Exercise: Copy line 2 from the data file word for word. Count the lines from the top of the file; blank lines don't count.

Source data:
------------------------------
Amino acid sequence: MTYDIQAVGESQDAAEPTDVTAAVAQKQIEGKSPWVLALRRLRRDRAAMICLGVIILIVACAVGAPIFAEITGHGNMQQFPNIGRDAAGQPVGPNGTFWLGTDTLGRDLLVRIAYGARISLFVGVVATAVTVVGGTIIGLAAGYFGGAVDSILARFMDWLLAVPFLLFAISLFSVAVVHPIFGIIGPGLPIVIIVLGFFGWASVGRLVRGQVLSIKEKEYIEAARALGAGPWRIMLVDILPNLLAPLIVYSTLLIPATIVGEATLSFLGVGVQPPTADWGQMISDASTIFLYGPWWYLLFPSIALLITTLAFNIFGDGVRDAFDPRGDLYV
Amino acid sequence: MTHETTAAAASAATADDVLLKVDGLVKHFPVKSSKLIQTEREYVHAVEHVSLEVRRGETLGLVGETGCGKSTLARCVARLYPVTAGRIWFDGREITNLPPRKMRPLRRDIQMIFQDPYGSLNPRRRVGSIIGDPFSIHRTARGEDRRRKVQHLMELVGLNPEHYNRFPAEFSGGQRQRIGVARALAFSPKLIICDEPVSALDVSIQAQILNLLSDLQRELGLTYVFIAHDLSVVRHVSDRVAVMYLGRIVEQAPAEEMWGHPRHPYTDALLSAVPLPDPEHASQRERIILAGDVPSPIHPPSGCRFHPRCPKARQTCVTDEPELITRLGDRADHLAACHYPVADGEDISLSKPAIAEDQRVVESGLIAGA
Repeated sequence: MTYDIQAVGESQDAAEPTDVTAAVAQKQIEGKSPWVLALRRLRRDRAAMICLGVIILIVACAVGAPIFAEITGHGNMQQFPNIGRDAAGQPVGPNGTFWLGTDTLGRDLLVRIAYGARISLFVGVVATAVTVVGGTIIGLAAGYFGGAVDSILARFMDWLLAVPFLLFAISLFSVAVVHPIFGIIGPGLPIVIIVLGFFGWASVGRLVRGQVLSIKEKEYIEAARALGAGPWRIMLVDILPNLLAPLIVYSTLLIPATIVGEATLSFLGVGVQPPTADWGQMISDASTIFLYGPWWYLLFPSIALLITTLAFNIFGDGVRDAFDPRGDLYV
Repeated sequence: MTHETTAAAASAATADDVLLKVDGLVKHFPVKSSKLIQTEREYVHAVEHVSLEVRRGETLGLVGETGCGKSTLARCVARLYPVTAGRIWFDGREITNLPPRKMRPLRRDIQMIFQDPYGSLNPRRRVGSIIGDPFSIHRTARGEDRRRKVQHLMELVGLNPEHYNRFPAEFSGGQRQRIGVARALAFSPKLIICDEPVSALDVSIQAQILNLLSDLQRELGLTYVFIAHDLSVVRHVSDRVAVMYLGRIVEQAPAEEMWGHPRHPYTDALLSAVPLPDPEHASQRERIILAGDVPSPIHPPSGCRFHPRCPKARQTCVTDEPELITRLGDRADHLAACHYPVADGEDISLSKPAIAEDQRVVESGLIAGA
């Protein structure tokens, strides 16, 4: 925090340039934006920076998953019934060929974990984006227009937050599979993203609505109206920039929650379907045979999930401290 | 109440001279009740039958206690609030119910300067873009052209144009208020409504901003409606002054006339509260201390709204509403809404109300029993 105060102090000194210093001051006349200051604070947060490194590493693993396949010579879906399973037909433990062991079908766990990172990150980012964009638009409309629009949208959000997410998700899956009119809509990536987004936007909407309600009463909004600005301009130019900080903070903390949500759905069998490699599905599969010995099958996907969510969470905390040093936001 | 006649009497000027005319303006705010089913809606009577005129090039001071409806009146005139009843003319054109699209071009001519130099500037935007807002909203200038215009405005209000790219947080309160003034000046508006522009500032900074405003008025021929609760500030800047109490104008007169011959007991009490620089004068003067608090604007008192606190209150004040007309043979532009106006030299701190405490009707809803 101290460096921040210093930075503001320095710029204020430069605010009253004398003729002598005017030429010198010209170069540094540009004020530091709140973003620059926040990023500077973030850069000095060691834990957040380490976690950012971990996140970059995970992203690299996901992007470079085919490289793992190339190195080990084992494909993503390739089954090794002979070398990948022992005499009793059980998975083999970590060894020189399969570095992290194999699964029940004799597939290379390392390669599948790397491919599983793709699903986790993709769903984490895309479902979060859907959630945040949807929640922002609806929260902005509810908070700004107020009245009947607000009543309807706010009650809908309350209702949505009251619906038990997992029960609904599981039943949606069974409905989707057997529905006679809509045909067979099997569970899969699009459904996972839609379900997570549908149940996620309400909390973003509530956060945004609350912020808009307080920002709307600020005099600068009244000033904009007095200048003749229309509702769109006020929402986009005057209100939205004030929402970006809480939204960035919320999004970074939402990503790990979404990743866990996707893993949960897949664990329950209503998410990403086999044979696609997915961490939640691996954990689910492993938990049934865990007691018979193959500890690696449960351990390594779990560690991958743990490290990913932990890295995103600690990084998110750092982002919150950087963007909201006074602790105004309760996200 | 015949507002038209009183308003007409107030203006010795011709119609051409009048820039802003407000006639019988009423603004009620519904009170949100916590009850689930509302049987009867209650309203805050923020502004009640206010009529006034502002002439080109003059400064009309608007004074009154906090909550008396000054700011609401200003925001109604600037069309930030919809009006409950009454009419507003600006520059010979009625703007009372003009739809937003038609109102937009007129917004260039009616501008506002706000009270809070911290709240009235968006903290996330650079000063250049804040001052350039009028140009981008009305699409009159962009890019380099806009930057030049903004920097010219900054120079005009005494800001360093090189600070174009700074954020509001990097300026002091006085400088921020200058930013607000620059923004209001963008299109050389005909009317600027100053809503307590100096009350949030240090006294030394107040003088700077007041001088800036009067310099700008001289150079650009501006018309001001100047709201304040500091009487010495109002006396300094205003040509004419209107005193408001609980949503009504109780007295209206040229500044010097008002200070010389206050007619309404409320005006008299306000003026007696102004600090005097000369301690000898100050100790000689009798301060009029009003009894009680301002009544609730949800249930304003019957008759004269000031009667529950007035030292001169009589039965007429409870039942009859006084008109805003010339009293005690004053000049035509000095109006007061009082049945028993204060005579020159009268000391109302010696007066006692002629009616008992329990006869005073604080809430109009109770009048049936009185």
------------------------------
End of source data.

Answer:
Amino acid sequence: MTHETTAAAASAATADDVLLKVDGLVKHFPVKSSKLIQTEREYVHAVEHVSLEVRRGETLGLVGETGCGKSTLARCVARLYPVTAGRIWFDGREITNLPPRKMRPLRRDIQMIFQDPYGSLNPRRRVGSIIGDPFSIHRTARGEDRRRKVQHLMELVGLNPEHYNRFPAEFSGGQRQRIGVARALAFSPKLIICDEPVSALDVSIQAQILNLLSDLQRELGLTYVFIAHDLSVVRHVSDRVAVMYLGRIVEQAPAEEMWGHPRHPYTDALLSAVPLPDPEHASQRERIILAGDVPSPIHPPSGCRFHPRCPKARQTCVTDEPELITRLGDRADHLAACHYPVADGEDISLSKPAIAEDQRVVESGLIAGA